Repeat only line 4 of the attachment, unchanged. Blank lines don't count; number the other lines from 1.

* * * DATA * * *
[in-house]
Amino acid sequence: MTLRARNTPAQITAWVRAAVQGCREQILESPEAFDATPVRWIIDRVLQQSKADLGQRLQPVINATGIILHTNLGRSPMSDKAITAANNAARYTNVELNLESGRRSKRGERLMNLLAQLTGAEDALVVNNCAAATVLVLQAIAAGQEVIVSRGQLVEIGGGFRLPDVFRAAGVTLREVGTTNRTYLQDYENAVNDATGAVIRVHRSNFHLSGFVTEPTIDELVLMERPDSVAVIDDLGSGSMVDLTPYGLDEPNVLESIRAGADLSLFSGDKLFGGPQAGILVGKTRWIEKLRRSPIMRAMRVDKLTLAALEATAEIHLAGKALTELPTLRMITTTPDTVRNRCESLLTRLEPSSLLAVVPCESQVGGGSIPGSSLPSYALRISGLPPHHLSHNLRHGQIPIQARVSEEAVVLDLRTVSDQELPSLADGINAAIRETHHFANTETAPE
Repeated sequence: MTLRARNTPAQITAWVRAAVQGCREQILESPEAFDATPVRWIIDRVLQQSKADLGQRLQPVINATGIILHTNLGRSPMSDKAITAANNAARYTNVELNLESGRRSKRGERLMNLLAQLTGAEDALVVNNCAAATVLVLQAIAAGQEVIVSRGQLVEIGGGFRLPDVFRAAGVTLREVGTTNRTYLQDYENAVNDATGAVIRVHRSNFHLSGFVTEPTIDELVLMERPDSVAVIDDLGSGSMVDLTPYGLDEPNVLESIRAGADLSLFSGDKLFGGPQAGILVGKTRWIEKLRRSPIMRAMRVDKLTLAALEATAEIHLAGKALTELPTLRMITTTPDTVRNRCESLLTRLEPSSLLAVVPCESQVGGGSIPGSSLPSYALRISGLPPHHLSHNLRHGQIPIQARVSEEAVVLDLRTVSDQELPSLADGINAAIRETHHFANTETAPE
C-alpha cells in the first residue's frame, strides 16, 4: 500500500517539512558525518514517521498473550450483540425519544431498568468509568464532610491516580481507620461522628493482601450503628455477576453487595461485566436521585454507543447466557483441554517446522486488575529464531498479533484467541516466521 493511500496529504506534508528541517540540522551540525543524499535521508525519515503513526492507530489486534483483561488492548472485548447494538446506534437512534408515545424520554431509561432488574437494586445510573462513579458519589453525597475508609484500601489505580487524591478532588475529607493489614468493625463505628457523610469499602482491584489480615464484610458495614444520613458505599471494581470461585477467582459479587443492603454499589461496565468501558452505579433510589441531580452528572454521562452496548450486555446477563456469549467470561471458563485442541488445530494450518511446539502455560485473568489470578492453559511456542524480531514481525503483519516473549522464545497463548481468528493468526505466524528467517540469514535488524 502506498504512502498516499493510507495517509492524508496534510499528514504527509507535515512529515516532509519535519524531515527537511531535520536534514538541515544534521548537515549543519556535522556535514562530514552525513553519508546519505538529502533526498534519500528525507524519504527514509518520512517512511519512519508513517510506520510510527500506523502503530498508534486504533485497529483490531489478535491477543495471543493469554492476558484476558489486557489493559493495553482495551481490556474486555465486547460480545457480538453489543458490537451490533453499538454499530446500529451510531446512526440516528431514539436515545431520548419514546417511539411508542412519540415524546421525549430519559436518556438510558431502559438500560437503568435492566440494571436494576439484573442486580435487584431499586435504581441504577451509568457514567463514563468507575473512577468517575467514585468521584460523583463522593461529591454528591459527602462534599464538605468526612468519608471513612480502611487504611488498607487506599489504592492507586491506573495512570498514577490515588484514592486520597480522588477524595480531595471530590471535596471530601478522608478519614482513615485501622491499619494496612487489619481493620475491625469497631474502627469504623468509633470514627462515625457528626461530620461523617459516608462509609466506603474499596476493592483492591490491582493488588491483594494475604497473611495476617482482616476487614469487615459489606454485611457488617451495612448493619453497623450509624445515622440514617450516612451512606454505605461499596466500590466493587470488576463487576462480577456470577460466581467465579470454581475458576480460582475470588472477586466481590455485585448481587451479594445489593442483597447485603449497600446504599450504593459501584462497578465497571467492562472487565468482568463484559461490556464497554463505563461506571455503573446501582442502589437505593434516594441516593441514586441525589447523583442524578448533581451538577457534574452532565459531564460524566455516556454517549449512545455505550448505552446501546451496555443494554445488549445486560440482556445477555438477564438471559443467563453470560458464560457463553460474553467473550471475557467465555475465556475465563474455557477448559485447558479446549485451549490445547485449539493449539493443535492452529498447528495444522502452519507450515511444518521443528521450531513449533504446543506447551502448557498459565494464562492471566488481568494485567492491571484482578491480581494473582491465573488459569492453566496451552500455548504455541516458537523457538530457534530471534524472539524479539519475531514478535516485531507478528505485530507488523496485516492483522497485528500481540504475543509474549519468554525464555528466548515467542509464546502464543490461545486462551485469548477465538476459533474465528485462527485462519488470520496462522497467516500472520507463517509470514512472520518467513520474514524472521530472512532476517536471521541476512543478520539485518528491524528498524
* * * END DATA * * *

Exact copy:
C-alpha cells in the first residue's frame, strides 16, 4: 500500500517539512558525518514517521498473550450483540425519544431498568468509568464532610491516580481507620461522628493482601450503628455477576453487595461485566436521585454507543447466557483441554517446522486488575529464531498479533484467541516466521 493511500496529504506534508528541517540540522551540525543524499535521508525519515503513526492507530489486534483483561488492548472485548447494538446506534437512534408515545424520554431509561432488574437494586445510573462513579458519589453525597475508609484500601489505580487524591478532588475529607493489614468493625463505628457523610469499602482491584489480615464484610458495614444520613458505599471494581470461585477467582459479587443492603454499589461496565468501558452505579433510589441531580452528572454521562452496548450486555446477563456469549467470561471458563485442541488445530494450518511446539502455560485473568489470578492453559511456542524480531514481525503483519516473549522464545497463548481468528493468526505466524528467517540469514535488524 502506498504512502498516499493510507495517509492524508496534510499528514504527509507535515512529515516532509519535519524531515527537511531535520536534514538541515544534521548537515549543519556535522556535514562530514552525513553519508546519505538529502533526498534519500528525507524519504527514509518520512517512511519512519508513517510506520510510527500506523502503530498508534486504533485497529483490531489478535491477543495471543493469554492476558484476558489486557489493559493495553482495551481490556474486555465486547460480545457480538453489543458490537451490533453499538454499530446500529451510531446512526440516528431514539436515545431520548419514546417511539411508542412519540415524546421525549430519559436518556438510558431502559438500560437503568435492566440494571436494576439484573442486580435487584431499586435504581441504577451509568457514567463514563468507575473512577468517575467514585468521584460523583463522593461529591454528591459527602462534599464538605468526612468519608471513612480502611487504611488498607487506599489504592492507586491506573495512570498514577490515588484514592486520597480522588477524595480531595471530590471535596471530601478522608478519614482513615485501622491499619494496612487489619481493620475491625469497631474502627469504623468509633470514627462515625457528626461530620461523617459516608462509609466506603474499596476493592483492591490491582493488588491483594494475604497473611495476617482482616476487614469487615459489606454485611457488617451495612448493619453497623450509624445515622440514617450516612451512606454505605461499596466500590466493587470488576463487576462480577456470577460466581467465579470454581475458576480460582475470588472477586466481590455485585448481587451479594445489593442483597447485603449497600446504599450504593459501584462497578465497571467492562472487565468482568463484559461490556464497554463505563461506571455503573446501582442502589437505593434516594441516593441514586441525589447523583442524578448533581451538577457534574452532565459531564460524566455516556454517549449512545455505550448505552446501546451496555443494554445488549445486560440482556445477555438477564438471559443467563453470560458464560457463553460474553467473550471475557467465555475465556475465563474455557477448559485447558479446549485451549490445547485449539493449539493443535492452529498447528495444522502452519507450515511444518521443528521450531513449533504446543506447551502448557498459565494464562492471566488481568494485567492491571484482578491480581494473582491465573488459569492453566496451552500455548504455541516458537523457538530457534530471534524472539524479539519475531514478535516485531507478528505485530507488523496485516492483522497485528500481540504475543509474549519468554525464555528466548515467542509464546502464543490461545486462551485469548477465538476459533474465528485462527485462519488470520496462522497467516500472520507463517509470514512472520518467513520474514524472521530472512532476517536471521541476512543478520539485518528491524528498524